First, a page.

WIERINGEN, Cornelis Claesz van
(b. ca. 1580, Haarlem, d. 1633, Haarlem)

Capture of Damiate

c. 1625
Oil on canvas, 101 x 230 cm
Frans Halsmuseum, Haarlem

Wieringen was probably the pupil of Hendrick Cornelisz Vroom (the founder of European marine painting); he ranks as his best and closest follower. Wieringen's multicoloured paintings are more ornamental, his waves and whitecaps more schematic than Vroom's, and his skies (apart from those in his graphics) are little more than decorative backdrops.

The Capture of Damiate was commissioned by Haarlem's St Hadrian Civic Guard, and it was originally mounted as an overmantel in the company's headquarters (a few years afterwards officers of the company commissioned Frans Hals to paint their group portrait). The painting represent a pseudo-historical event. According to tradition late twelfth-century crusaders en route to the Holy Land tried to capture Damiate, a port city at the mouth of the Nile which had its harbour protected by a heavy chain stretched across it from two moles. The chain was cut, according to the legend, when a ship from Haarlem ingeniously fitted with a specially designed saw-toothed prow and keel sailed across it. After this feat and a fierce battle the port fell to the crusaders.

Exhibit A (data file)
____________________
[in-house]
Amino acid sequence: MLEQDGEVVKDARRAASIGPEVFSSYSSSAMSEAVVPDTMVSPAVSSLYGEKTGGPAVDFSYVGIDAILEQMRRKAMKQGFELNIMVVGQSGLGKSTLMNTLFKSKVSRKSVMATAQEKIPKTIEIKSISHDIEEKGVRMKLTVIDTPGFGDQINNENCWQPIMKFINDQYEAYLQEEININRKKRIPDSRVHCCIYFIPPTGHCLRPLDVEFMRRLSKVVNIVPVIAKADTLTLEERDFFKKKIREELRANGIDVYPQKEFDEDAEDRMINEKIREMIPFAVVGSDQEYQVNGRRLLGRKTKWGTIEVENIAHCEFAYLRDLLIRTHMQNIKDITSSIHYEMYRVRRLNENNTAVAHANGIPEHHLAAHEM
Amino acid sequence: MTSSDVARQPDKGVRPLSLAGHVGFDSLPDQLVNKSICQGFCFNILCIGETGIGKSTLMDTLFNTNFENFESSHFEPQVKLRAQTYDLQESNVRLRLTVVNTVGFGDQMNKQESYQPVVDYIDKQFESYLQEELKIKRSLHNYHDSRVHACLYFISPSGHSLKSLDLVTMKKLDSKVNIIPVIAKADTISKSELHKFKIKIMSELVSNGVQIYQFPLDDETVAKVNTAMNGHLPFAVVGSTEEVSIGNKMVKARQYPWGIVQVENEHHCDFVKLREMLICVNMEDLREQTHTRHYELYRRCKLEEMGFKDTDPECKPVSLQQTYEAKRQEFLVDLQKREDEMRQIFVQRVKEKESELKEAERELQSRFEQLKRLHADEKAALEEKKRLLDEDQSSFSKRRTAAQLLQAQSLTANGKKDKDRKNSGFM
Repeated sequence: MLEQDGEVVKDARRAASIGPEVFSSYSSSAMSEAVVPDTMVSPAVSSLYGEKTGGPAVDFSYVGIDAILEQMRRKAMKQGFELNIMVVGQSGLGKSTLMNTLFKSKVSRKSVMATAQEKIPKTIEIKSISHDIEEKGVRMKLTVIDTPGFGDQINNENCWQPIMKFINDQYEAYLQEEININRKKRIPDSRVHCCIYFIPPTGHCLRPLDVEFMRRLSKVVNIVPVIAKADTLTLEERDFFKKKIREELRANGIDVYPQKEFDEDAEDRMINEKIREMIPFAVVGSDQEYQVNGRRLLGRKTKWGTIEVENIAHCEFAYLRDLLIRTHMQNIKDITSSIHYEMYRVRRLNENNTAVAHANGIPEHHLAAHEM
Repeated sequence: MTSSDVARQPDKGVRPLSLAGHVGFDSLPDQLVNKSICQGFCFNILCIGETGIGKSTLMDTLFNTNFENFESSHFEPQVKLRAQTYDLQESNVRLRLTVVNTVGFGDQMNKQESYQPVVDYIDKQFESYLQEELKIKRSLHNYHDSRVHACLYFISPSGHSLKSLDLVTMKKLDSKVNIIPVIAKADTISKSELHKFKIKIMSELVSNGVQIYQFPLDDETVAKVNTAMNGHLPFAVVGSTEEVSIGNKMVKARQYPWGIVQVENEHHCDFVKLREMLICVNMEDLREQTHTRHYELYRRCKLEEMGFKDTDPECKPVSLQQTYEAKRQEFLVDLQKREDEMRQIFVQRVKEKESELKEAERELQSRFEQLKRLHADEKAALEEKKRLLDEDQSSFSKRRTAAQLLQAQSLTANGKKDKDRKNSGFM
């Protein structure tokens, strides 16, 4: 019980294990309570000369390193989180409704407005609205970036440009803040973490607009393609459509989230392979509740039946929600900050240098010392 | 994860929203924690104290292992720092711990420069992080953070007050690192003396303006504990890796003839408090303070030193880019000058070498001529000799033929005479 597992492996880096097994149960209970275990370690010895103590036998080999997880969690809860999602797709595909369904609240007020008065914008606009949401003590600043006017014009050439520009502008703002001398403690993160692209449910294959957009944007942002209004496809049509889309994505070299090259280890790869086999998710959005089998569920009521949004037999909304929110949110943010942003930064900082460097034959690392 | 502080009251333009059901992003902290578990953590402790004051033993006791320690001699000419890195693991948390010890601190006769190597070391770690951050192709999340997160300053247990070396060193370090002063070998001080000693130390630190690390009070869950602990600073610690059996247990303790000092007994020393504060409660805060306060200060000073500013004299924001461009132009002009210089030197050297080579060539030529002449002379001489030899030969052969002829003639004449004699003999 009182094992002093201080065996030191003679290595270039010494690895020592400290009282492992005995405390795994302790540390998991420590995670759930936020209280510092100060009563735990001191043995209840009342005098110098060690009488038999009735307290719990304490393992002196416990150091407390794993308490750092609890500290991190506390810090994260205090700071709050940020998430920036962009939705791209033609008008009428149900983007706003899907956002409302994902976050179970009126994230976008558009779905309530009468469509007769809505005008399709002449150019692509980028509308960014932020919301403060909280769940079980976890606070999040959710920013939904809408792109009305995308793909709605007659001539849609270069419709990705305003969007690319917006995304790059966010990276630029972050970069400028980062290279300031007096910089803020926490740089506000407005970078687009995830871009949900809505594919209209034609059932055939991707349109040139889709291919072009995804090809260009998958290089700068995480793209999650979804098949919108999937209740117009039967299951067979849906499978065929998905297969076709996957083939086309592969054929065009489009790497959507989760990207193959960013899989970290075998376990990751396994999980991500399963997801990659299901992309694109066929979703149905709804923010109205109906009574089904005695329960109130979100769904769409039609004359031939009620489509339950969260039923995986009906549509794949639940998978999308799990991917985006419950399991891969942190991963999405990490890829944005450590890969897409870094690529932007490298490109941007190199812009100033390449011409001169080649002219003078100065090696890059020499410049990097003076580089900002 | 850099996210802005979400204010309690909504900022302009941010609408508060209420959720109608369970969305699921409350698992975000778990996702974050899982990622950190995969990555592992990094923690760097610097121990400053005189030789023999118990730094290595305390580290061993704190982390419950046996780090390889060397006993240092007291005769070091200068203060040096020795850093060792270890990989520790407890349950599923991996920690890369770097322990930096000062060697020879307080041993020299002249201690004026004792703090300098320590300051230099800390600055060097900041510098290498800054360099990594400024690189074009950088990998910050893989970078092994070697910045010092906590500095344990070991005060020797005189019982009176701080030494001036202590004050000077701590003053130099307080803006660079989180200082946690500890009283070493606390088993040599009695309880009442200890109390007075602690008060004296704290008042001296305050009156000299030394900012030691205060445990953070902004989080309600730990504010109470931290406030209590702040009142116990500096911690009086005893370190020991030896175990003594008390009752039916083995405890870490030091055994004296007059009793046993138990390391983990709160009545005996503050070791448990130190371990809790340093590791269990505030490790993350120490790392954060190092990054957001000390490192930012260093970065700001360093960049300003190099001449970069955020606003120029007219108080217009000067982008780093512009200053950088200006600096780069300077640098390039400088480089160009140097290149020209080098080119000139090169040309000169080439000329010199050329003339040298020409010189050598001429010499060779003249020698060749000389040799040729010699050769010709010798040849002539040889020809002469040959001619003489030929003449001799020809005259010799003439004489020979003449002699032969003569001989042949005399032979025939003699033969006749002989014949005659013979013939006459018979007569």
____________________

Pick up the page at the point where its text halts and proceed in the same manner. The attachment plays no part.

The tale exemplified the audacity and courage of early Haarlemmers, and by association, redounded to the glory of citizens of the city. By the sixteenth century the fable had acquired a mythic dimension for Haarlem's patriots. The appetite for it was satisfied by later printmakers and painters. Vroom and other artists also made drawings to stain glass windows of the subject, and Wieringen designed a huge tapestry depicting the legendary event for Haarlem's Town Hall which is still mounted there.